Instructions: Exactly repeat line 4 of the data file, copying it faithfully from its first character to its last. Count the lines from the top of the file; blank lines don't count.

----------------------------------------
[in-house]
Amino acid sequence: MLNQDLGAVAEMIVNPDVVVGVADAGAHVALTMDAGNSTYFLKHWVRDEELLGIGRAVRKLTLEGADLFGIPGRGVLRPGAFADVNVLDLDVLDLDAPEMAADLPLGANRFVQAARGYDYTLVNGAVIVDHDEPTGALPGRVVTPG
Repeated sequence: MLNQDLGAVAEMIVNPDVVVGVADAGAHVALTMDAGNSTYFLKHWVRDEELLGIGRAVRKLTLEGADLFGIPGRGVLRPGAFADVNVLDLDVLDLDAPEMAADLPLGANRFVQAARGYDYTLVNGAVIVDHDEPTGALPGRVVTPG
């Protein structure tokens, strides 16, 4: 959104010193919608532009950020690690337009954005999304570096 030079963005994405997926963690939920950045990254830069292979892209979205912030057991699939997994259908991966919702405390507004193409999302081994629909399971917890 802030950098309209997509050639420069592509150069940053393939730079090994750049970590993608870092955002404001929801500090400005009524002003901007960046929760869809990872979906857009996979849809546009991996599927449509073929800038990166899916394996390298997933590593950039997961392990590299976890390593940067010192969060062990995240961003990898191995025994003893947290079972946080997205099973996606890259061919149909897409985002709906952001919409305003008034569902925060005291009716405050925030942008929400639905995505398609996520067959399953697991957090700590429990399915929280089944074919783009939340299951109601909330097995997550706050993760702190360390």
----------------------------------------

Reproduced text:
């Protein structure tokens, strides 16, 4: 959104010193919608532009950020690690337009954005999304570096 030079963005994405997926963690939920950045990254830069292979892209979205912030057991699939997994259908991966919702405390507004193409999302081994629909399971917890 802030950098309209997509050639420069592509150069940053393939730079090994750049970590993608870092955002404001929801500090400005009524002003901007960046929760869809990872979906857009996979849809546009991996599927449509073929800038990166899916394996390298997933590593950039997961392990590299976890390593940067010192969060062990995240961003990898191995025994003893947290079972946080997205099973996606890259061919149909897409985002709906952001919409305003008034569902925060005291009716405050925030942008929400639905995505398609996520067959399953697991957090700590429990399915929280089944074919783009939340299951109601909330097995997550706050993760702190360390």